Bazaars in Central Asia play important role of cross-border trade and government policies in promoting trade and raising economic welfare of populations as well as contribute to the goal of supporting and strengthening border trade and wider cooperation in Central Asia and Kazakhstan.
This is one of the main findings of the World Bank new publication “Skeins of Silk: Borderless Bazaars and Border Trade in Central Asia”.
Despite small volumes and low value-added when compared with standard international trade, cross-border trade contributes significantly to employment generation and poverty alleviation.
Cross-border trade has experienced substantial growth in the last five years among contiguous Central Asian Regional Economic Cooperation (CAREC) economies and the potential for expanding cross-border trade is clearly large.
“The book uncovers the dynamic phenomenon of bazaars in propelling this trade,” said Mr. Bartlomiej Kaminski, the co-author of the book. “Bazaars play major roles in regional and national chains of production and distribution with national networks strongly integrated and overlapping across Central Asian economies. Cross-border trade, largely intermediated by bazaars, fights poverty by cheapening products and by creating employment opportunities, especially for women”.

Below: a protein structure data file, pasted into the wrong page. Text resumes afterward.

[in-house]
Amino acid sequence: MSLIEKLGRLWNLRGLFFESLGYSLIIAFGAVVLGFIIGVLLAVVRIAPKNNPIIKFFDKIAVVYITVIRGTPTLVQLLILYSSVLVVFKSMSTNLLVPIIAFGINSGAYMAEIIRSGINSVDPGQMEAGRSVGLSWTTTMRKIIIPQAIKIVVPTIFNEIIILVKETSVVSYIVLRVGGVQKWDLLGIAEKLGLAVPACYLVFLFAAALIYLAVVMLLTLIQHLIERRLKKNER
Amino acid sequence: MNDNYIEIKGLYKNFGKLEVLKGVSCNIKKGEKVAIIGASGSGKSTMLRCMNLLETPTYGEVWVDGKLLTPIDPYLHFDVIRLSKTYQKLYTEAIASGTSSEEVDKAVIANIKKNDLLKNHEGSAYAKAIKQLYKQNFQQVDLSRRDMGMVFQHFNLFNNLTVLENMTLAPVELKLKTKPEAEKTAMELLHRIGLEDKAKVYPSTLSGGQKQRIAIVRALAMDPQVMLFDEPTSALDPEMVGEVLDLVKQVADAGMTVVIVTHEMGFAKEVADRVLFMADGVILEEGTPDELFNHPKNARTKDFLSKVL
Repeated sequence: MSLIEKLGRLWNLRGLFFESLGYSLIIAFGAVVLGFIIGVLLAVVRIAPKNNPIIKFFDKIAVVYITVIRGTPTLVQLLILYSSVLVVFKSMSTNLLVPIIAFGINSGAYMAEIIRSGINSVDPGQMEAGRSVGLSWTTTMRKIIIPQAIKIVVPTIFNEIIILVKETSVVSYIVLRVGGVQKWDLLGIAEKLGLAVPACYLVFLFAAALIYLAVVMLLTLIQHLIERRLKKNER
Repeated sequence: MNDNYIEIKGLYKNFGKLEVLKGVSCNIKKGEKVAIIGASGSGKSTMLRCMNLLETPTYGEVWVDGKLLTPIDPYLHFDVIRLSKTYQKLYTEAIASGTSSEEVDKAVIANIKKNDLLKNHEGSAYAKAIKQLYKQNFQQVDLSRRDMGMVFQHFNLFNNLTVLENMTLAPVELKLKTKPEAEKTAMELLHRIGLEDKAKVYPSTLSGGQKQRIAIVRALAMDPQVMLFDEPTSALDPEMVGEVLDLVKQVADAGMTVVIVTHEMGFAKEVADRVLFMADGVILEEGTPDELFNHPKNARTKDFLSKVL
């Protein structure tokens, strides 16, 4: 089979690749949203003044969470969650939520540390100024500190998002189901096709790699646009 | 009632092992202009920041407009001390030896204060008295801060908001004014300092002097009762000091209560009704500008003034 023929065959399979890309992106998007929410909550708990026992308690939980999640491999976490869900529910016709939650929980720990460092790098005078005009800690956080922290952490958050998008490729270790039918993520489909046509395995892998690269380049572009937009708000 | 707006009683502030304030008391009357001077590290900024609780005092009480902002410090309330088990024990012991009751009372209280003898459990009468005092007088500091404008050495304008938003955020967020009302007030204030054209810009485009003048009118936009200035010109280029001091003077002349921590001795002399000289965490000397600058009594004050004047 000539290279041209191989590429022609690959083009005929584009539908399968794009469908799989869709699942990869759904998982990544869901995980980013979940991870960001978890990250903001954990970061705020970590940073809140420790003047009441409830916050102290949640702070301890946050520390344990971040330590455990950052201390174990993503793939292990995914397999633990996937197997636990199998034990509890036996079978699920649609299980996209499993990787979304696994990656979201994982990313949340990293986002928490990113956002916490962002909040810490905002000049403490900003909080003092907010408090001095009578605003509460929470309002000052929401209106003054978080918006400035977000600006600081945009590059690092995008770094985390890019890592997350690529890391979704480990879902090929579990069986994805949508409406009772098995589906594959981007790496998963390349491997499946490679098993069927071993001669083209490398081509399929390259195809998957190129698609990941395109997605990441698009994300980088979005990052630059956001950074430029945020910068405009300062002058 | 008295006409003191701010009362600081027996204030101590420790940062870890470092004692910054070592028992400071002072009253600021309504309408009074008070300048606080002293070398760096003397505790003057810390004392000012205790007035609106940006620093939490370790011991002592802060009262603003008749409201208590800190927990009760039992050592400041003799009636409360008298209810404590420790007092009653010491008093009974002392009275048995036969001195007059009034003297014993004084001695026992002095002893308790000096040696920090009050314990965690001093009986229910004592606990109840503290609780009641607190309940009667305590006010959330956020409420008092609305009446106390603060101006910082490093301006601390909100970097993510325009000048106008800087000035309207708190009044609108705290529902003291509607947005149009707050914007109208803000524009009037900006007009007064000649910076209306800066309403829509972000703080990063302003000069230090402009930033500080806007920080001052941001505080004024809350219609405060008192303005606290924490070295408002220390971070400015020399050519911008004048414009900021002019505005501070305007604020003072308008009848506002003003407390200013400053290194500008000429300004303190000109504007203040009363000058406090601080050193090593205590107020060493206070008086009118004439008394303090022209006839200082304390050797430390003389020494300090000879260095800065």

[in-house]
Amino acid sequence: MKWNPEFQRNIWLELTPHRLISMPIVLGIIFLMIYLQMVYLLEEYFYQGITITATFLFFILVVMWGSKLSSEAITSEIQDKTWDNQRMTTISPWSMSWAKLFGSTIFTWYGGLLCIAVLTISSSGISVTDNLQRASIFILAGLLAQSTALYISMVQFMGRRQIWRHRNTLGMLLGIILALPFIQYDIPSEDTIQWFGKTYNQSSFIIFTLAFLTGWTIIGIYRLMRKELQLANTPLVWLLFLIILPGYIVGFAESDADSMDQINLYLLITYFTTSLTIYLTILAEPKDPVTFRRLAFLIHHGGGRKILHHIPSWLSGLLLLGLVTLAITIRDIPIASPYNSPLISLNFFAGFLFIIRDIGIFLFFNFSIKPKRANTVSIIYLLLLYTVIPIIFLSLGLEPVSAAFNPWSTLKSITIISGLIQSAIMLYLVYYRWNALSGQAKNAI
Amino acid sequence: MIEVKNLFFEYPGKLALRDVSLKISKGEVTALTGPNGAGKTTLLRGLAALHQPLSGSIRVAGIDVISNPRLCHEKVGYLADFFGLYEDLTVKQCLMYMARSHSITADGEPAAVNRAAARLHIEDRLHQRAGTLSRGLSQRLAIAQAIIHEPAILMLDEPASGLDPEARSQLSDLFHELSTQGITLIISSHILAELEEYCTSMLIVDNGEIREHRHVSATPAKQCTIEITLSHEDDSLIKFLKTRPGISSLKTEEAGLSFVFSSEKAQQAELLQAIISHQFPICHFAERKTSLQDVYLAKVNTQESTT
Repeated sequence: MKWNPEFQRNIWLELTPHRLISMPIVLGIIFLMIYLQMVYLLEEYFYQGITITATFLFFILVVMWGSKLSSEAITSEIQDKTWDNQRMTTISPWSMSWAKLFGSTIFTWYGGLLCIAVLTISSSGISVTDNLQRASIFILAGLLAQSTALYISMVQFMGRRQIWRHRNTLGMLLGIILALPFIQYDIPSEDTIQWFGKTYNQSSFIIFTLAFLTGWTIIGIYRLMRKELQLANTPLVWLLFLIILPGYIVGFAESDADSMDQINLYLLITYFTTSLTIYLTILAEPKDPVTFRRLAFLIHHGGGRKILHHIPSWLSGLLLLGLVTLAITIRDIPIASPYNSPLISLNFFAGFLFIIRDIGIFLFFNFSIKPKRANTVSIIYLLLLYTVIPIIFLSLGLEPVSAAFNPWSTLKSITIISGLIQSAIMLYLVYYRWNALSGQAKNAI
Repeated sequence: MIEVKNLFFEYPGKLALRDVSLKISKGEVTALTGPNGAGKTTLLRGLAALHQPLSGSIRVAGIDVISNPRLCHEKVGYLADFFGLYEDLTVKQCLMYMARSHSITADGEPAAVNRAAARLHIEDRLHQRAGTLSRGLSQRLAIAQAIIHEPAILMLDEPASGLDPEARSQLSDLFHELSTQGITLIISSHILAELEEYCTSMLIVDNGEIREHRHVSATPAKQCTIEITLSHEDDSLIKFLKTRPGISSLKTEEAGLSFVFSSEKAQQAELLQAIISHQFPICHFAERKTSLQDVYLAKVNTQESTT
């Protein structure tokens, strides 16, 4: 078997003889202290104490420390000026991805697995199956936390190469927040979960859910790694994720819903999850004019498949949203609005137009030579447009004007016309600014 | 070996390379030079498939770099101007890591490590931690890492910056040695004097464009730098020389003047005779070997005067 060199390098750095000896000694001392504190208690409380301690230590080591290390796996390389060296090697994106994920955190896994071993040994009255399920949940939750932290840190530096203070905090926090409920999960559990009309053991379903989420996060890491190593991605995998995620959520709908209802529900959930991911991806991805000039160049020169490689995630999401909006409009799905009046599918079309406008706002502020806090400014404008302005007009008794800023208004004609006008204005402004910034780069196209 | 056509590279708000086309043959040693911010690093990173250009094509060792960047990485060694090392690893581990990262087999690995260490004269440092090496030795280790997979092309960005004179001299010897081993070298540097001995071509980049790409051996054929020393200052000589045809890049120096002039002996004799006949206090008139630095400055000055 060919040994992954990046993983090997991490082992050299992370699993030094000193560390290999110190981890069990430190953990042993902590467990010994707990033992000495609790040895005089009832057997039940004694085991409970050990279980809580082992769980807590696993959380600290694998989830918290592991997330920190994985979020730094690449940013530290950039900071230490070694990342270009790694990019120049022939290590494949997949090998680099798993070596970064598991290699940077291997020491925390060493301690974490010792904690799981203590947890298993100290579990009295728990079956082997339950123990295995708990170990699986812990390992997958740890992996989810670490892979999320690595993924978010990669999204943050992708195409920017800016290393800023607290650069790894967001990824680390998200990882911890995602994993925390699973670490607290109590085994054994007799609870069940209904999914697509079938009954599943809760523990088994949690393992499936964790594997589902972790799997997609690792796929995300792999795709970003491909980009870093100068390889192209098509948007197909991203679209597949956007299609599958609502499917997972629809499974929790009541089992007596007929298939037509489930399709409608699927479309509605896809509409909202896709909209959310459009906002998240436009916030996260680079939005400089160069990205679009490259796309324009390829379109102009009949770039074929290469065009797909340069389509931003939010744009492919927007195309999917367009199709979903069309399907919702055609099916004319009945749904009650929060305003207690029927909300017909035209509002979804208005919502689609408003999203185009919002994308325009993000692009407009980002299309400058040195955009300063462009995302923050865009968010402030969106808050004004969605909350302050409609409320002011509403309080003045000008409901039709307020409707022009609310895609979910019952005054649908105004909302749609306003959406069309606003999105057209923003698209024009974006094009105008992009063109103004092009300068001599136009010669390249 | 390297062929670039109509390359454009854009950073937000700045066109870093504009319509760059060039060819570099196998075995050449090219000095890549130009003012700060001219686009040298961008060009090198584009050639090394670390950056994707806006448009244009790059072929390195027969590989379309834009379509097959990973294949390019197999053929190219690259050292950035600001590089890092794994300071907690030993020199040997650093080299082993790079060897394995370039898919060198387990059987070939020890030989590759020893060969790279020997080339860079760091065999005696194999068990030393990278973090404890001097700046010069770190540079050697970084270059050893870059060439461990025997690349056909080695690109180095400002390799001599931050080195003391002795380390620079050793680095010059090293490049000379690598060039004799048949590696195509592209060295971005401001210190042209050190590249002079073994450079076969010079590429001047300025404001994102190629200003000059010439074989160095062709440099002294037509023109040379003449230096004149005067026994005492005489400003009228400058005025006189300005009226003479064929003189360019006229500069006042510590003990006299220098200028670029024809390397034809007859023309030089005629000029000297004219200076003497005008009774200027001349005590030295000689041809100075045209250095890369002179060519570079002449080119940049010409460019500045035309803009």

The book examines the public policy implications of cross-border trade and actions that could be taken to foster such trade. Improvements in the business climate and elimination of harassment of traders by local officials as well as easing conditions for the movement of peoples and vehicles would help fight poverty.
“The analysis suggests several measures that would boost cross-border trade such as strengthening cross-border cooperation to facilitate the movement of local residents, motor vehicles, and goods”, said Kaminski.
“Also cross-border trade would benefit from measures increasing personal allowances and duty exemptions on agricultural products. The Kazakh practice of granting duty-free access for local residents as long as imported products are limited in weight should be replicated in other CAREC countries.”
The book goes beyond trade. It considers the potential for cross-border community cooperation in a variety of activities, public services, shared infrastructure, culture that could yield rich dividends and make meaningless borders as separators of human activities. It examines the example of border cooperation in Europe through Euroregions as a model for Central Asia.